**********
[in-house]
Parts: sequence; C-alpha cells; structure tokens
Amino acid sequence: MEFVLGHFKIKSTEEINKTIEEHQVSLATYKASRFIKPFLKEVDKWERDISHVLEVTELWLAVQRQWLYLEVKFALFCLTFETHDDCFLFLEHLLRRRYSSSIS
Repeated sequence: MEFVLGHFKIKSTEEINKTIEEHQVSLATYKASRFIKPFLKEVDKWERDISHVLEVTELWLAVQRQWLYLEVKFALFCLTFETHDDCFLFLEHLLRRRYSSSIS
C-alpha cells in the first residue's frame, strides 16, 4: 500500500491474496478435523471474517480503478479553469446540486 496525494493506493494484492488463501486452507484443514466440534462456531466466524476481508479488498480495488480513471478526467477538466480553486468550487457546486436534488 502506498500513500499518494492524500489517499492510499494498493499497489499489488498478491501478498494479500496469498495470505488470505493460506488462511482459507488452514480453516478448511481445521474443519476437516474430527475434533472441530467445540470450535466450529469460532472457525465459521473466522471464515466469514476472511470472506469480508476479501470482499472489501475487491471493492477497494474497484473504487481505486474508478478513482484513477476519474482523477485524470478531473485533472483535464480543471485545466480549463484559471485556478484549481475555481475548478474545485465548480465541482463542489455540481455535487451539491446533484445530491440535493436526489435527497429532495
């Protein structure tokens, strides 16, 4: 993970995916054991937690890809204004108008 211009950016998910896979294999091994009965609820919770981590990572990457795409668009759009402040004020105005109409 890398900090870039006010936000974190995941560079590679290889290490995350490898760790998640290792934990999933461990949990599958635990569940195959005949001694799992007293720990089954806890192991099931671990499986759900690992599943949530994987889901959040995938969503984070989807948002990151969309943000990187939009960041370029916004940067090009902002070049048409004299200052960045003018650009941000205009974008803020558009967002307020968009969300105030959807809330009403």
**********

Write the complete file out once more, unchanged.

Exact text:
[in-house]
Parts: sequence; C-alpha cells; structure tokens
Amino acid sequence: MEFVLGHFKIKSTEEINKTIEEHQVSLATYKASRFIKPFLKEVDKWERDISHVLEVTELWLAVQRQWLYLEVKFALFCLTFETHDDCFLFLEHLLRRRYSSSIS
Repeated sequence: MEFVLGHFKIKSTEEINKTIEEHQVSLATYKASRFIKPFLKEVDKWERDISHVLEVTELWLAVQRQWLYLEVKFALFCLTFETHDDCFLFLEHLLRRRYSSSIS
C-alpha cells in the first residue's frame, strides 16, 4: 500500500491474496478435523471474517480503478479553469446540486 496525494493506493494484492488463501486452507484443514466440534462456531466466524476481508479488498480495488480513471478526467477538466480553486468550487457546486436534488 502506498500513500499518494492524500489517499492510499494498493499497489499489488498478491501478498494479500496469498495470505488470505493460506488462511482459507488452514480453516478448511481445521474443519476437516474430527475434533472441530467445540470450535466450529469460532472457525465459521473466522471464515466469514476472511470472506469480508476479501470482499472489501475487491471493492477497494474497484473504487481505486474508478478513482484513477476519474482523477485524470478531473485533472483535464480543471485545466480549463484559471485556478484549481475555481475548478474545485465548480465541482463542489455540481455535487451539491446533484445530491440535493436526489435527497429532495
């Protein structure tokens, strides 16, 4: 993970995916054991937690890809204004108008 211009950016998910896979294999091994009965609820919770981590990572990457795409668009759009402040004020105005109409 890398900090870039006010936000974190995941560079590679290889290490995350490898760790998640290792934990999933461990949990599958635990569940195959005949001694799992007293720990089954806890192991099931671990499986759900690992599943949530994987889901959040995938969503984070989807948002990151969309943000990187939009960041370029916004940067090009902002070049048409004299200052960045003018650009941000205009974008803020558009967002307020968009969300105030959807809330009403």